Cell-Type-Specific Contributions of the Transcription Factor FOXP1 to Striatal Development and Function


Mutations in FOXP1, a member of the forkhead box protein (FOXP) family of transcription factors, have been identified as among the most significantly recurring de novo mutations associated with autism spectrum disorder (ASD). ASD is a genetically complex disorder, however, recent studies have identified distinct neuronal cell-types particularly vulnerable in this disorder. These cell-types include deep layer cortical neurons and dopamine receptor 1 (D1) and 2 (D2) expressing striatal spiny projection neurons (SPNs) where FOXP1 is highly expressed. However, the role of Foxp1 within these cell-types was largely unknown. Using a Foxp1 heterozygous mouse model and a human in vitro model system, I reported that FoxP1 regulates conserved pathways within the striatum based on a module preservation analysis between human and rodent gene co-expression networks. I also found a cell-type-specific functional consequence of reduced Foxp1 expression in Foxp1 heterozygous mice, whereby D2 SPNs had increased intrinsic excitability with no significant changes in dSPNs. Together, these data strongly support a conserved, cell-type-specific role for Foxp1 in striatal development and function. The striatum is a critical forebrain structure for integrating cognitive, sensory, and motor information from diverse brain regions into meaningful behavioral output. Therefore, the overarching goal of my project is to investigate the cell-type specific molecular pathways regulated by Foxp1 within distinct striatal SPNs and link these molecular pathways to functional and behavioral outcomes. To do this, I generated mice with deletion of Foxp1 from D1 SPNs, D2 SPNs, or both populations, and used a combination of single-cell RNA-sequencing (scRNA-seq), serial-two-photon tomography, and behavioral assays to delineate the contribution of Foxp1 to striatal development and function. I show that Foxp1 is crucial for maintaining the cellular composition of the striatum, especially D2 SPN specification, and proper formation of the striosome-matrix compartments at early postnatal and adult timepoints. I uncover downstream targets regulated by Foxp1 within D1 and D2 SPNs and connect these molecular findings to cell-type-specific deficits in motor and limbic system-associated behaviors, including motor-learning, ultrasonic vocalizations, and fear conditioning. Moreover, I identify non-cell autonomous molecular and functional effects produced by disruption of Foxp1 within one SPN subpopulation and the molecular compensation that occurs. Using the scRNA-seq data, I also examined gene expression changes within neuronal and non-neuronal cell-types of the developing striatum. Using my above findings, I attempted to pharmacologically rescue motor-learning deficits in Foxp1 cKO mice by targeting dopaminergic and mTOR-regulated pathways. Finally, I discuss the current challenges and future strategies for therapeutic intervention in cases of FOXP1 mutations. Overall, the findings presented in this thesis provide an important molecular window into striatal development and furthers our understanding of striatal circuits underlying ASD-relevant phenotypes.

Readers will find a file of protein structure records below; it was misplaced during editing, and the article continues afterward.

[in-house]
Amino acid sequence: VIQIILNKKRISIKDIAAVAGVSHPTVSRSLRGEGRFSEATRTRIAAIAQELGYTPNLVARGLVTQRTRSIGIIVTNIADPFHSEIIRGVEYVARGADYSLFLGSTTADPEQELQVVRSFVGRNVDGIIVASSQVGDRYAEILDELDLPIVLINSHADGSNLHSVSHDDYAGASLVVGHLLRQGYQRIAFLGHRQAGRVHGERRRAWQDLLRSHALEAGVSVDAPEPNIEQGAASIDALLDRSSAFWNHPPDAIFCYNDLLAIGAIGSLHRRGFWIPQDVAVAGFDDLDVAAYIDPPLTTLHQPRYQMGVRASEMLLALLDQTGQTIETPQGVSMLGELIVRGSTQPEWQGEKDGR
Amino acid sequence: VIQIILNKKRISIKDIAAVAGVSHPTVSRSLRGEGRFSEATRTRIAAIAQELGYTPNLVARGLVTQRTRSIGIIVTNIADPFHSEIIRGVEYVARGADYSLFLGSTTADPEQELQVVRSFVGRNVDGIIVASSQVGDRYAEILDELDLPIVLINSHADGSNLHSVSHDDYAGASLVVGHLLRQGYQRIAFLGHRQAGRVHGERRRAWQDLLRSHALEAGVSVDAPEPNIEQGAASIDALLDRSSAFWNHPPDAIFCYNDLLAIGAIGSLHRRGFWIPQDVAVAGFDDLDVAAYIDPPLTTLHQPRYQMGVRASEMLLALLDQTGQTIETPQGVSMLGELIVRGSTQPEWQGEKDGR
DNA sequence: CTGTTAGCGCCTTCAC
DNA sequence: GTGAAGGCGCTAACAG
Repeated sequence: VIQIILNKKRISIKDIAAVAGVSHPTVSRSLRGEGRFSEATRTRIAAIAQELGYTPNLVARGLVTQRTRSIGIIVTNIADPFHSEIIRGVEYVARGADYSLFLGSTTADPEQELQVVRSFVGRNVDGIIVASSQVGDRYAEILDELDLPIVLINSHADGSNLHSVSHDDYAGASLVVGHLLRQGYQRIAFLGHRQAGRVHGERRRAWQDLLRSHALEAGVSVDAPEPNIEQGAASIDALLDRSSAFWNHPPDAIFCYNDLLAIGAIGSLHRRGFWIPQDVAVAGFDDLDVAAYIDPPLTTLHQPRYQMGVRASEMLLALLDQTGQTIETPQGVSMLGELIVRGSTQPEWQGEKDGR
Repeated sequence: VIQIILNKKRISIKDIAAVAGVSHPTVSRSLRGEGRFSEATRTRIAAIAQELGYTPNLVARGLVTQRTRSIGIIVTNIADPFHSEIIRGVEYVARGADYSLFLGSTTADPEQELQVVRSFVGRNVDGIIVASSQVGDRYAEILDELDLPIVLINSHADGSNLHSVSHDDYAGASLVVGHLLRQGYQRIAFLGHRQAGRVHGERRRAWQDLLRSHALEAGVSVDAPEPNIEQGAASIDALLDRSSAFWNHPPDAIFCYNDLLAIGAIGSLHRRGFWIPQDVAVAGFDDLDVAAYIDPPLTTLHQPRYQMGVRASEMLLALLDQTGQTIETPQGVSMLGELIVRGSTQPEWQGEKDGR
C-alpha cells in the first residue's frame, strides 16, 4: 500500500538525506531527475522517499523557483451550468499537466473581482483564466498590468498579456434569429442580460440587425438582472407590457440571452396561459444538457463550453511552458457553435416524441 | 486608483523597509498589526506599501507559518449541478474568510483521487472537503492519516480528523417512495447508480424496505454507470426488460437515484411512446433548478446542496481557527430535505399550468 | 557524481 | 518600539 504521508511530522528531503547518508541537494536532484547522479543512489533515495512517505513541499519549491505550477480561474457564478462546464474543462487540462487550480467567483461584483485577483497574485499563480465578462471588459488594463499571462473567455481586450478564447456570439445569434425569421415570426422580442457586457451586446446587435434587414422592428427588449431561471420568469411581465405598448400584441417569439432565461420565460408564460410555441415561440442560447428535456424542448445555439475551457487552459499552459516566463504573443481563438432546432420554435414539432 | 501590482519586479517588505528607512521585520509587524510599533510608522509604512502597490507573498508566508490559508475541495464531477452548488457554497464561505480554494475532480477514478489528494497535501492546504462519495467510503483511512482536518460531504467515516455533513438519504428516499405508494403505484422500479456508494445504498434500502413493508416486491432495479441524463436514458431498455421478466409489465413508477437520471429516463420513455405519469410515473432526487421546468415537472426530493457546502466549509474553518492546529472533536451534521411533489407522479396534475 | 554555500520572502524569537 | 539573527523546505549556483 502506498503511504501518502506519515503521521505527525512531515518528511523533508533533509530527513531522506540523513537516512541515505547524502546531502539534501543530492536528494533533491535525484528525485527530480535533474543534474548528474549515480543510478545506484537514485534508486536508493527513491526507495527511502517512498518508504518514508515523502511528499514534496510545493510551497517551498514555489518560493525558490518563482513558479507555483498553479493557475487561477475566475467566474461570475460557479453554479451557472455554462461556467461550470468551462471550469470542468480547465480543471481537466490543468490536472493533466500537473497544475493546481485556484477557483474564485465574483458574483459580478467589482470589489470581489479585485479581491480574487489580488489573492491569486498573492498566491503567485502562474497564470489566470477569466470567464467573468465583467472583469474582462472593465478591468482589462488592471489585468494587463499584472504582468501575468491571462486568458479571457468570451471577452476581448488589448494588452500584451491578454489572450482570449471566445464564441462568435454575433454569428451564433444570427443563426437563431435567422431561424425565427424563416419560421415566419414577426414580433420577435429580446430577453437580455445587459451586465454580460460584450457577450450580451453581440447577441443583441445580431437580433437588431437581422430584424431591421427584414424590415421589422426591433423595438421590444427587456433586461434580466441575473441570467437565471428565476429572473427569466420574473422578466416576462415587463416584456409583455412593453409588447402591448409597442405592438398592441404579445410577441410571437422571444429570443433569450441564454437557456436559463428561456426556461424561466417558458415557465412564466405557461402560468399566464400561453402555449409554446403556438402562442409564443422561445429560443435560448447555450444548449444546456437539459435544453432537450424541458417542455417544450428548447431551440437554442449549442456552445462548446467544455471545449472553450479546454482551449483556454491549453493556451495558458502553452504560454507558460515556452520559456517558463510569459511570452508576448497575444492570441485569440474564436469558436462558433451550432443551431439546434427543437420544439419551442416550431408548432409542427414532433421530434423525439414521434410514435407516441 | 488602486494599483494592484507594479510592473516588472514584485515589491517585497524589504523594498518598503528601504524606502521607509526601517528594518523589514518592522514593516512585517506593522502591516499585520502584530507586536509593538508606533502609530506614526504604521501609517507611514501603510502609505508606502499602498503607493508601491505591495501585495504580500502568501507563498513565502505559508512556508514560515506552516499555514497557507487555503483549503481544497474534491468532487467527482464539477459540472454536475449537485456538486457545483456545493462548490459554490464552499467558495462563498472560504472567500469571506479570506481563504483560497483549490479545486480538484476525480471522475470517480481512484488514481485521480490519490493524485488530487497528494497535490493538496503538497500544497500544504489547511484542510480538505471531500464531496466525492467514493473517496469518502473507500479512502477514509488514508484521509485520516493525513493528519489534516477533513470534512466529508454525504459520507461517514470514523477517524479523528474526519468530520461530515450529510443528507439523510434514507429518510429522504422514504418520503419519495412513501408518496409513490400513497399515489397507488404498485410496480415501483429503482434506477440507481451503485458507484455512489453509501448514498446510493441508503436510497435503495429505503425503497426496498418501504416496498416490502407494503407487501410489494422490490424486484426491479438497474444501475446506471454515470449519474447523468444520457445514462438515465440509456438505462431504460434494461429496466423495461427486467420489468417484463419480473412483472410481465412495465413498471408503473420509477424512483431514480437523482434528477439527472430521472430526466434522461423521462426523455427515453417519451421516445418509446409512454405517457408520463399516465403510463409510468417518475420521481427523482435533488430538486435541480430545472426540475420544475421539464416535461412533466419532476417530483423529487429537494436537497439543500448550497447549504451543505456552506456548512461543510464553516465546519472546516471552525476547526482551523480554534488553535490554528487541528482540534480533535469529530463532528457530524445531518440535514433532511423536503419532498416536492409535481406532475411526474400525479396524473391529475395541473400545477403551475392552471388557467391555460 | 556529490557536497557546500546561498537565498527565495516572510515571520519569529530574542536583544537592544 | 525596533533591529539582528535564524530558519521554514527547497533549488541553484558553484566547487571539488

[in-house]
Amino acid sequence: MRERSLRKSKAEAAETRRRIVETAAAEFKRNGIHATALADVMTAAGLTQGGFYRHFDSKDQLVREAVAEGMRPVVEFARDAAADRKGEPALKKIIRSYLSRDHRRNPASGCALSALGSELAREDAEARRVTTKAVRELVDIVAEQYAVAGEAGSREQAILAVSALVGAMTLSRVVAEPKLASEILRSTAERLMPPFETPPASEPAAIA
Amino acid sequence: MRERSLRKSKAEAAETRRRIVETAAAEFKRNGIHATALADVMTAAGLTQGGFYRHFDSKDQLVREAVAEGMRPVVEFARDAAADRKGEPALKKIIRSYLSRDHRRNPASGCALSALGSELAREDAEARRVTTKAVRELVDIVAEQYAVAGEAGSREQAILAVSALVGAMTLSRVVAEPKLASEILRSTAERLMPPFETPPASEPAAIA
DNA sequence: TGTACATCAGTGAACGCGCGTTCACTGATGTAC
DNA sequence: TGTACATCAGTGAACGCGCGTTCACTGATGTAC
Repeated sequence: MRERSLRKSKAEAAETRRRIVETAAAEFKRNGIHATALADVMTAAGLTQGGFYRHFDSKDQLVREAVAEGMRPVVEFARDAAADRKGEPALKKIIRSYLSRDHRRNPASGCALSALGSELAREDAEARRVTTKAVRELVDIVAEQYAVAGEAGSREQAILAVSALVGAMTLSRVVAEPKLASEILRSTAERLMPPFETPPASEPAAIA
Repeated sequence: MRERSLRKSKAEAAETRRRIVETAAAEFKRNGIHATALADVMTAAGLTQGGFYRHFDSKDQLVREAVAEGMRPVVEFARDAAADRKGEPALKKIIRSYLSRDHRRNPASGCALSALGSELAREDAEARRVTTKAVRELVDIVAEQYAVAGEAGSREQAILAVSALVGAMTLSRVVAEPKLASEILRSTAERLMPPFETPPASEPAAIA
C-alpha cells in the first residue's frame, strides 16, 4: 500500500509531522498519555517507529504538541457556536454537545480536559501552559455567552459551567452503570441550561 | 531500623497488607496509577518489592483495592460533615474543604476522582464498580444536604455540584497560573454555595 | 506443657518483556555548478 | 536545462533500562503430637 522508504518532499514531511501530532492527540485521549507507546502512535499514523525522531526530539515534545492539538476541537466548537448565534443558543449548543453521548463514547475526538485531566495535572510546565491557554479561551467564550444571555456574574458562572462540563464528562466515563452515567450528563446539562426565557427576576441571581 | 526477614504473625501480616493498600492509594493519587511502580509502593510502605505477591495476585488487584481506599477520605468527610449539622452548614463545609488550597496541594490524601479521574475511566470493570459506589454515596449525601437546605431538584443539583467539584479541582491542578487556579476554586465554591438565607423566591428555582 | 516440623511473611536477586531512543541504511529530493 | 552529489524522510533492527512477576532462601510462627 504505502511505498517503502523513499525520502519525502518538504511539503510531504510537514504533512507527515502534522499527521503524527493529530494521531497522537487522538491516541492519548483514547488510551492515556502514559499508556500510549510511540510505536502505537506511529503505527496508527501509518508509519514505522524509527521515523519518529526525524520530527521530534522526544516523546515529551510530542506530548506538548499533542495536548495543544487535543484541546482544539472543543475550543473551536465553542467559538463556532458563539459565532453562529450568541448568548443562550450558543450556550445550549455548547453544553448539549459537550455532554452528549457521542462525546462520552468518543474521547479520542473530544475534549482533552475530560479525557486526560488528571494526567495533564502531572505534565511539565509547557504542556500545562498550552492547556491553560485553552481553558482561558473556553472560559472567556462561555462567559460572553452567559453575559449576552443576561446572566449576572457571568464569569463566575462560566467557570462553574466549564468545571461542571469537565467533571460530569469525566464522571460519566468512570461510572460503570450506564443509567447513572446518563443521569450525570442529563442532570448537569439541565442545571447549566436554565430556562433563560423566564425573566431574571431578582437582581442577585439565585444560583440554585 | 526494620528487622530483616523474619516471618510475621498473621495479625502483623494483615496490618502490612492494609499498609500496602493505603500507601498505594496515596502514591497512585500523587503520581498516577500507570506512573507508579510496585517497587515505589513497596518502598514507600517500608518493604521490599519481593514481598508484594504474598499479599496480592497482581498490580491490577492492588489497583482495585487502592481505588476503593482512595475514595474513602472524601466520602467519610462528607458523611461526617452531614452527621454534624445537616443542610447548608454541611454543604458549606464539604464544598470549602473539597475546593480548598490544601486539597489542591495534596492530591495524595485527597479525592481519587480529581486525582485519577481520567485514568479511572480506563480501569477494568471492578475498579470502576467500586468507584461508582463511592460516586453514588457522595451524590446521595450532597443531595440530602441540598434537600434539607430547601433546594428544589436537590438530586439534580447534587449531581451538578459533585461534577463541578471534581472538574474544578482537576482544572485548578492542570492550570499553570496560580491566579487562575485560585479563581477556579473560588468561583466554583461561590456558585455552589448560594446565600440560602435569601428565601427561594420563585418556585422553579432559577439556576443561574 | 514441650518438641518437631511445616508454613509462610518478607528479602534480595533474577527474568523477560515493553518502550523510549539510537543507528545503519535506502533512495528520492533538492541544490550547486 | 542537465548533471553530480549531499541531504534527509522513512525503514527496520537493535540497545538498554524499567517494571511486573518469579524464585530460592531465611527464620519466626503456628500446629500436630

General Notes

The file named "ANDERSON-DISSERTATION-2019.pdf" is the primary dissertation file. In addition, two (2) supplemental files -- "Appendix_A.pdf" and "Appendix_B.pdf" -- are available and may be viewed individually.

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